Historically, humans have tended to apply their highest ethical understandings to the ones they define as "us" while exempting the ones they define as "them" from the protection of ethics. I call this the "horizon of empathy." One thing we can see that distinguishes the advanced societies from the primitive ones is broadened horizons of empathy. For example, in the era in which the Books of Moses were written, men of that time understood that rape was a Bad Thing--if it happened to them. We see this in the narratives of Lot in Sodom, and the story in Judges about the man and his concubine.
In both cases, male visitors come to a city and the men of the city want to rape them. In both cases, their hosts recognize this as bad--they would not want to be raped because of the pain, injury, and violation involved, and they apply this understanding empathetically to their male guests. However, they do not
apply this understanding to women. Lot offers his daughters to the mob, and the visitor in the other story offers his concubine. There is no implication in the Bible that they are considered unethical in this. In the New Testament Lot is referred to as "just" despite this action (2 Peter 2:7-8).
In comparison, the Minoans appear to have extended their horizons of empathy to include women (their artwork reflects equality between the sexes, portraying women as prominent figures, and participating equally with men in activities like bull-leaping). Judging from the archaeological excavations, they achieved a far higher and broader level of prosperity for all social classes than other societies of their era. We can contrast the relative survival and flourishing of modern societies (e.g. the U.S. and Europe vs. the Islamic nations) and see, as a demonstrable fact that expanded horizons of empathy (to include women, people of other races/ethnicities, etc.) among other things (such as freedom of thought and action) provide higher levels of human survival and flourishing.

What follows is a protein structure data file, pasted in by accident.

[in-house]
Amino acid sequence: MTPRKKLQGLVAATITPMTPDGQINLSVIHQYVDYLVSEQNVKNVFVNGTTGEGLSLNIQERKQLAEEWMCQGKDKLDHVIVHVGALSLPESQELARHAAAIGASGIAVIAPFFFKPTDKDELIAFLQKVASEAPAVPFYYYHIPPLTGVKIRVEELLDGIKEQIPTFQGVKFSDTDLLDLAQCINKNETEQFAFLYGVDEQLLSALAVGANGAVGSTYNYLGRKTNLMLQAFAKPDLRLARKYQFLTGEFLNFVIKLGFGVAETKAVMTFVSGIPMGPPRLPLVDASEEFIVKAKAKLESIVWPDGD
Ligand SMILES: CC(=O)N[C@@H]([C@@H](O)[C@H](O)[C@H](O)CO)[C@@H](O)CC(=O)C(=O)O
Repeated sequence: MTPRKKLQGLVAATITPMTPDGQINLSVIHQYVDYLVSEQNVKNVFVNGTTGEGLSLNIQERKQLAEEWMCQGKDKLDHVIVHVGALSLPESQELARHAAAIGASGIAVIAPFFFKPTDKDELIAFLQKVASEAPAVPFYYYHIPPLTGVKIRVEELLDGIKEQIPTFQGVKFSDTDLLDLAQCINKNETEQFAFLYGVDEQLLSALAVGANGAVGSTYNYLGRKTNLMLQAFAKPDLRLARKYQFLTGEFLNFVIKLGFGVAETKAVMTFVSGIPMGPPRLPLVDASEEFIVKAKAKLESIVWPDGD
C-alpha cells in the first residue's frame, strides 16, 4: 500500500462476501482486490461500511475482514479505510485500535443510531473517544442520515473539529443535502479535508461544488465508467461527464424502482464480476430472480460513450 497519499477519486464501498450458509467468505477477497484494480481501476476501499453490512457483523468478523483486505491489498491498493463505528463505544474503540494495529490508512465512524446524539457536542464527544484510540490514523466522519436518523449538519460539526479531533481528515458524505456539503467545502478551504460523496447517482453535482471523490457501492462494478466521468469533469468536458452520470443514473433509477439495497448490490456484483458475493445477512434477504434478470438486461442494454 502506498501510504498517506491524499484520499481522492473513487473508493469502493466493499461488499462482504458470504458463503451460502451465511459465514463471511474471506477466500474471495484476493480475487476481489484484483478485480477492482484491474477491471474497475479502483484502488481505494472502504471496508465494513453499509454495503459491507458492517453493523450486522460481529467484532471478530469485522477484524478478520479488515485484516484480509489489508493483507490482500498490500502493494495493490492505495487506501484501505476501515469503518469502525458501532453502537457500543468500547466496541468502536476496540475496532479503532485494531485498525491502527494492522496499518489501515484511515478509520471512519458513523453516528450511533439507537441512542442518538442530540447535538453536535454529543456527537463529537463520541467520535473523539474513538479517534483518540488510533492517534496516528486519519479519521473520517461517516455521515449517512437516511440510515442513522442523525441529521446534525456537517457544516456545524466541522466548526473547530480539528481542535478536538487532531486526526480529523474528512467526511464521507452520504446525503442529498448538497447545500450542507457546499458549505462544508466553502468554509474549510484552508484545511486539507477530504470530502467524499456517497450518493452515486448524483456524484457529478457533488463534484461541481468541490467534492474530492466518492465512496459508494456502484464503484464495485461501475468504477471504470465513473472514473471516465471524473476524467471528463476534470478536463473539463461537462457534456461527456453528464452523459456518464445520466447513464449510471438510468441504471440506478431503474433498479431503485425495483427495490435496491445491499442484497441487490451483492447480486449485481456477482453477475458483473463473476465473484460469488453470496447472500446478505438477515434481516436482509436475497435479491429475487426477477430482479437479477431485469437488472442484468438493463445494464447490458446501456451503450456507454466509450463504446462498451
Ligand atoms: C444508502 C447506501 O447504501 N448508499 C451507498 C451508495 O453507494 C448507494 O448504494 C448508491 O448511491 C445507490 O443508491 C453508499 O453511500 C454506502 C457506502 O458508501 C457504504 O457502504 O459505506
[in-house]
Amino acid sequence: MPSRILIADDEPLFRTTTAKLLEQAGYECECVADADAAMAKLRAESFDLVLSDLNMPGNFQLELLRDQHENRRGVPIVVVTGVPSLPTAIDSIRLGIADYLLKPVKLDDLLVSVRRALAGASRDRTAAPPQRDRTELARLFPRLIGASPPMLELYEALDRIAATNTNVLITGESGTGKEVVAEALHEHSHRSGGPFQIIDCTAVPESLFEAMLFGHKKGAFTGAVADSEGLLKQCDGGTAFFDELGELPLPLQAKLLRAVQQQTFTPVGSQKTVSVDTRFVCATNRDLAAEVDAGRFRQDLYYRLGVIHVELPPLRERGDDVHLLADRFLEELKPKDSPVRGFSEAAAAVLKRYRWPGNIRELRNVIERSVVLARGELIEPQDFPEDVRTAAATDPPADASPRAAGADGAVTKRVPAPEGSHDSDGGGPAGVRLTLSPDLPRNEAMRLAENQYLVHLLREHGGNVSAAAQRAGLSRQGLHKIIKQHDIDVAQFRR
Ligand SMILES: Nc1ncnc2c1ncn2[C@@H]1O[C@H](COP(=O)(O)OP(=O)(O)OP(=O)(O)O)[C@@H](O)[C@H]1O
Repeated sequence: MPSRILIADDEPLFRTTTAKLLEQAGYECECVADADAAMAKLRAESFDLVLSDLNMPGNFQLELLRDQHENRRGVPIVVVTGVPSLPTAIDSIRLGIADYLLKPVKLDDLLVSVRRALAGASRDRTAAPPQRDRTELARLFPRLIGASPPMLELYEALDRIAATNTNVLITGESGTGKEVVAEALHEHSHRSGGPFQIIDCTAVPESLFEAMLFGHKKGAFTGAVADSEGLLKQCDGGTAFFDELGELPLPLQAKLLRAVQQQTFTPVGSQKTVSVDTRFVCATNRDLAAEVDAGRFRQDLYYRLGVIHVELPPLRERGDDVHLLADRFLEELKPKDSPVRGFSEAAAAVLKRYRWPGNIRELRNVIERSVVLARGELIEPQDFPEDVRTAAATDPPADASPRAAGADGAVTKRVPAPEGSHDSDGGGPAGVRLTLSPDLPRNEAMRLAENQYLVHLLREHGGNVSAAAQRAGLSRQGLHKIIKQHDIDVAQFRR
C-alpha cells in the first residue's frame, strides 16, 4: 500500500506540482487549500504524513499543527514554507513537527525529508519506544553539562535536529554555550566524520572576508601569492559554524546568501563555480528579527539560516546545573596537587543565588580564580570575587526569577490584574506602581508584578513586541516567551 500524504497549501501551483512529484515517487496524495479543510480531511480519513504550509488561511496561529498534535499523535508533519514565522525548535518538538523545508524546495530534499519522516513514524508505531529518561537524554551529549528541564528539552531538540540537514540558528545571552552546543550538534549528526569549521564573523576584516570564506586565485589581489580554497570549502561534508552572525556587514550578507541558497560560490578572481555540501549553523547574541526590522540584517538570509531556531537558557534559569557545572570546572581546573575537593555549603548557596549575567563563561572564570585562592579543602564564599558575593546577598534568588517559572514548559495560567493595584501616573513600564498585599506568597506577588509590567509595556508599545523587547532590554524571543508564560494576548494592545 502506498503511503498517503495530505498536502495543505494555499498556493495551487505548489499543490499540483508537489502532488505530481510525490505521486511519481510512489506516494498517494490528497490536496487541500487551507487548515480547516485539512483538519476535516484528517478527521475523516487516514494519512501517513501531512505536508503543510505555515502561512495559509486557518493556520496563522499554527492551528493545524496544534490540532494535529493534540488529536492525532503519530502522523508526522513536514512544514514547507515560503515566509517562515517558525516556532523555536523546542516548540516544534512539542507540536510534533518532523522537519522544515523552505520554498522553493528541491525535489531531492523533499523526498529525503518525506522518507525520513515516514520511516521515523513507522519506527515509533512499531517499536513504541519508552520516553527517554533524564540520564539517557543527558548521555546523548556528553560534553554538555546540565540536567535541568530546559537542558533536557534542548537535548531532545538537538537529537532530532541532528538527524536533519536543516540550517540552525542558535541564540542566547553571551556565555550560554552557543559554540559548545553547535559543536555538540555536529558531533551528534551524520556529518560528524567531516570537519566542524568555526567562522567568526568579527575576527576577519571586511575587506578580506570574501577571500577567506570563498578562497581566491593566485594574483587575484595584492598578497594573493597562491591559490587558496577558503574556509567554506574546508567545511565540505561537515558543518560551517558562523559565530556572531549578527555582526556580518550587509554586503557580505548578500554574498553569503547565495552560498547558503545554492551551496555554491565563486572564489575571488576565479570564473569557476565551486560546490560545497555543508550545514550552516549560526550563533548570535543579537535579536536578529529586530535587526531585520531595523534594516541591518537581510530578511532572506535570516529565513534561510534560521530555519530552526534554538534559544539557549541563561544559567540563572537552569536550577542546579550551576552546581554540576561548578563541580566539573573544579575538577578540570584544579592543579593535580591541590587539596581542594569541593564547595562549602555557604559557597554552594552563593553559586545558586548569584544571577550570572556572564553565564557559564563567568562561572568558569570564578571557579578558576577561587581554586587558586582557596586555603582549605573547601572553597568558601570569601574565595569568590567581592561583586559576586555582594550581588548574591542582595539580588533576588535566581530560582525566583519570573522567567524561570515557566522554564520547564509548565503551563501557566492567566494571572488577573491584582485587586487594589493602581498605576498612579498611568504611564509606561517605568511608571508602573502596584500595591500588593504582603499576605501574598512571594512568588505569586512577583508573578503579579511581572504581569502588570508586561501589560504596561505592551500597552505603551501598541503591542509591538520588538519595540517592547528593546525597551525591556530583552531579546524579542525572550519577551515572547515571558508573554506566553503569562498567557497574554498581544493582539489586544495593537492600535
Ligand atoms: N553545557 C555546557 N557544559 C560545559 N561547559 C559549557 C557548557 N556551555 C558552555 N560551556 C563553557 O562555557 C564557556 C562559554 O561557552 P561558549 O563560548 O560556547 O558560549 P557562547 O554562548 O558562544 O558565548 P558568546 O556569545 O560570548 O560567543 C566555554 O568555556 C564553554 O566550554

I doubt that very many Christians would prefer the Israel of Moses' time, the Judea of Jesus' time or the Christian Empire of St. Augustine's, to the United States or Europe as a place to live and raise their children.
Now, I'm sure that pretty much everyone here, including UnkleE and Fran, would not like to have themselves and their loved ones murdered in a genocide, or used as slaves, or live under an iron despotism. Right? We can all agree on that, can't we?
From the quotes of mine UnkleE citied in the OP, we can see that Jesus sanctions genocide, slavery, and despotic monarchy (with him as the proper despot), unless maybe he's just speaking in incomprehensible riddles.
Premise 1: Jesus sanctions genocide, slavery, and despotic monarchy, in many clear statements of his own, and by claiming divine sanction for the OT.
Premise 2: Genocide, slavery, and despotic monarchy are demonstrably inimical to human survival and flourishing.
Premise 3: Our acceptance of the fact of Premise 2 is demonstrable in that we would not wish these things on ourselves or our loved ones (those within our horizon of empathy).
Conclusion: Therefore, Jesus is not (at least not always
) a "pleasant" (i.e. moral) guy.